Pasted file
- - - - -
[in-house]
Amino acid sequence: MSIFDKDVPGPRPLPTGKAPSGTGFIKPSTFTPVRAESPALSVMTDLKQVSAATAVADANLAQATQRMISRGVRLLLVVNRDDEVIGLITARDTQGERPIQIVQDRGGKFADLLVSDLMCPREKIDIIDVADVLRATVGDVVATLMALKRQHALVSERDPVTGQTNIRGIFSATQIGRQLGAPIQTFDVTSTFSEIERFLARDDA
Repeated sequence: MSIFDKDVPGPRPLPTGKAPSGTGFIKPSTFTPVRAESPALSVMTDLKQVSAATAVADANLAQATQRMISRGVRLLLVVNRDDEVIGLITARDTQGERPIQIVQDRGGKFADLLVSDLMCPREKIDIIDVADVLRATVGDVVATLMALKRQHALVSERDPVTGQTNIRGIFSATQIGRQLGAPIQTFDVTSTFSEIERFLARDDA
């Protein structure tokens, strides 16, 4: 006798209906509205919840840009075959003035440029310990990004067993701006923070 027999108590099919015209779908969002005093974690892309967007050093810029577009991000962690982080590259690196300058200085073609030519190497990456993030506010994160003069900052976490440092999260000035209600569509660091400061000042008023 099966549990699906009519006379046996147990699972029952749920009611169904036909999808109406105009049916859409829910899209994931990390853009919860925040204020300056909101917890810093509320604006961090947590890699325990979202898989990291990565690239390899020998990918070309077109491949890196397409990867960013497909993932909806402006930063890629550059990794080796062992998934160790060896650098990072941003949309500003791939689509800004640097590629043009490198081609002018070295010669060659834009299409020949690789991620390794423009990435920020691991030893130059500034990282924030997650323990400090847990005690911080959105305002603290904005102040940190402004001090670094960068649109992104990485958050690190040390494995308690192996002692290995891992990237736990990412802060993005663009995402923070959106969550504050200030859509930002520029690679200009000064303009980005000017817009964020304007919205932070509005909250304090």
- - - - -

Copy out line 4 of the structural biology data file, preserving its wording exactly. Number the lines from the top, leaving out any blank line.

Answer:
């Protein structure tokens, strides 16, 4: 006798209906509205919840840009075959003035440029310990990004067993701006923070 027999108590099919015209779908969002005093974690892309967007050093810029577009991000962690982080590259690196300058200085073609030519190497990456993030506010994160003069900052976490440092999260000035209600569509660091400061000042008023 099966549990699906009519006379046996147990699972029952749920009611169904036909999808109406105009049916859409829910899209994931990390853009919860925040204020300056909101917890810093509320604006961090947590890699325990979202898989990291990565690239390899020998990918070309077109491949890196397409990867960013497909993932909806402006930063890629550059990794080796062992998934160790060896650098990072941003949309500003791939689509800004640097590629043009490198081609002018070295010669060659834009299409020949690789991620390794423009990435920020691991030893130059500034990282924030997650323990400090847990005690911080959105305002603290904005102040940190402004001090670094960068649109992104990485958050690190040390494995308690192996002692290995891992990237736990990412802060993005663009995402923070959106969550504050200030859509930002520029690679200009000064303009980005000017817009964020304007919205932070509005909250304090």